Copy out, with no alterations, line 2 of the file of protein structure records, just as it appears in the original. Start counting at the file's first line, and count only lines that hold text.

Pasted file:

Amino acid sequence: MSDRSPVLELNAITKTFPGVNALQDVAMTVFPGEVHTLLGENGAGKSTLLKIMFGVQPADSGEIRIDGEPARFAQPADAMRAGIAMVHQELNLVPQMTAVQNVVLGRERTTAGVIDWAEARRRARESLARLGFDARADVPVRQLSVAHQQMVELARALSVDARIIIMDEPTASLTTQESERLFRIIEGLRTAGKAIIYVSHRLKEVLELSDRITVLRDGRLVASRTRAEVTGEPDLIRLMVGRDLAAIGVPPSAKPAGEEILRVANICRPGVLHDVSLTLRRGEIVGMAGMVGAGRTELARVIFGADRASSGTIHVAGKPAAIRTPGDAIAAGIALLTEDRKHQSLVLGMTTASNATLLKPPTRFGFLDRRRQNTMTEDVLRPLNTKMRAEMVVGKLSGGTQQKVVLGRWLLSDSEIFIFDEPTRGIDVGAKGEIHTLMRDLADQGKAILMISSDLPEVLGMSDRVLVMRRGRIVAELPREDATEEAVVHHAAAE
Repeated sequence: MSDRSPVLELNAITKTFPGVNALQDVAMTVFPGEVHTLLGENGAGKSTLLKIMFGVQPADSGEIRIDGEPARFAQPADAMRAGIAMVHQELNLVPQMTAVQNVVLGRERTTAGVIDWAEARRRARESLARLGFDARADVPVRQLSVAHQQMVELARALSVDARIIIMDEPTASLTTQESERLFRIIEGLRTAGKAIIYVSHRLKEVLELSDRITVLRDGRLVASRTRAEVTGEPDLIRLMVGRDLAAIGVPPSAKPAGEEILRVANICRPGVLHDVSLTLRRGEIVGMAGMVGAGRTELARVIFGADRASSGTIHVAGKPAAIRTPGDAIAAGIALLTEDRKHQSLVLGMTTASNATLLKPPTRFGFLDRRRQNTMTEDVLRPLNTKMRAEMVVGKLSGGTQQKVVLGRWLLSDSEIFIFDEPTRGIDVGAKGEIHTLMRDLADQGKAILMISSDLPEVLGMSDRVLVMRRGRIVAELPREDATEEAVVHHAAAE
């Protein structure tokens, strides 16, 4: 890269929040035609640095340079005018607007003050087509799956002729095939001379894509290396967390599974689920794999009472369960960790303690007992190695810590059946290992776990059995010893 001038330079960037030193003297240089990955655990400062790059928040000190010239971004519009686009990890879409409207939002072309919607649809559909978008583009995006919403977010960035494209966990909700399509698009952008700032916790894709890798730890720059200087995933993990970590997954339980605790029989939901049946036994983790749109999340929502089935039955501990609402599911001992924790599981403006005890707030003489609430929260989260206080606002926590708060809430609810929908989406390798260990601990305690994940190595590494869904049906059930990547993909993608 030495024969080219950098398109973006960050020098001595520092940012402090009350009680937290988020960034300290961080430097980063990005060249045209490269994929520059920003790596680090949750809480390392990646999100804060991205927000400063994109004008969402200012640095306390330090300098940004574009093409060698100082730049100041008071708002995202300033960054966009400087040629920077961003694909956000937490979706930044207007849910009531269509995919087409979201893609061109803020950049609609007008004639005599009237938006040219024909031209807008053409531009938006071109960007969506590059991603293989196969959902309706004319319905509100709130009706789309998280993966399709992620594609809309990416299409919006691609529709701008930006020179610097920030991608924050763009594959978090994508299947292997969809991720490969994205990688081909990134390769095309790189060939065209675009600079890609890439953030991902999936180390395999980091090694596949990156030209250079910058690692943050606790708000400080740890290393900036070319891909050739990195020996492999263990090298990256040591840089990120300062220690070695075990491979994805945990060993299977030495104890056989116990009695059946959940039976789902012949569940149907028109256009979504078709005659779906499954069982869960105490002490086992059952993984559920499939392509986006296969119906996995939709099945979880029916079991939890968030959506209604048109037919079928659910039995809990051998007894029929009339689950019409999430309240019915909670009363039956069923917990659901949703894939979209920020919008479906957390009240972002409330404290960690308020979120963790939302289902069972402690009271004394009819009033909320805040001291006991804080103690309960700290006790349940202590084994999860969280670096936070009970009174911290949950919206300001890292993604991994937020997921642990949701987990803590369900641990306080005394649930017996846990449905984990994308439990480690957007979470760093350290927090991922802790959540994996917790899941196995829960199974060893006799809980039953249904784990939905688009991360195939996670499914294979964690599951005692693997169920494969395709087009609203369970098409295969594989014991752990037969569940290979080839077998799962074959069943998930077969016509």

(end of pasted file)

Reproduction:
Repeated sequence: MSDRSPVLELNAITKTFPGVNALQDVAMTVFPGEVHTLLGENGAGKSTLLKIMFGVQPADSGEIRIDGEPARFAQPADAMRAGIAMVHQELNLVPQMTAVQNVVLGRERTTAGVIDWAEARRRARESLARLGFDARADVPVRQLSVAHQQMVELARALSVDARIIIMDEPTASLTTQESERLFRIIEGLRTAGKAIIYVSHRLKEVLELSDRITVLRDGRLVASRTRAEVTGEPDLIRLMVGRDLAAIGVPPSAKPAGEEILRVANICRPGVLHDVSLTLRRGEIVGMAGMVGAGRTELARVIFGADRASSGTIHVAGKPAAIRTPGDAIAAGIALLTEDRKHQSLVLGMTTASNATLLKPPTRFGFLDRRRQNTMTEDVLRPLNTKMRAEMVVGKLSGGTQQKVVLGRWLLSDSEIFIFDEPTRGIDVGAKGEIHTLMRDLADQGKAILMISSDLPEVLGMSDRVLVMRRGRIVAELPREDATEEAVVHHAAAE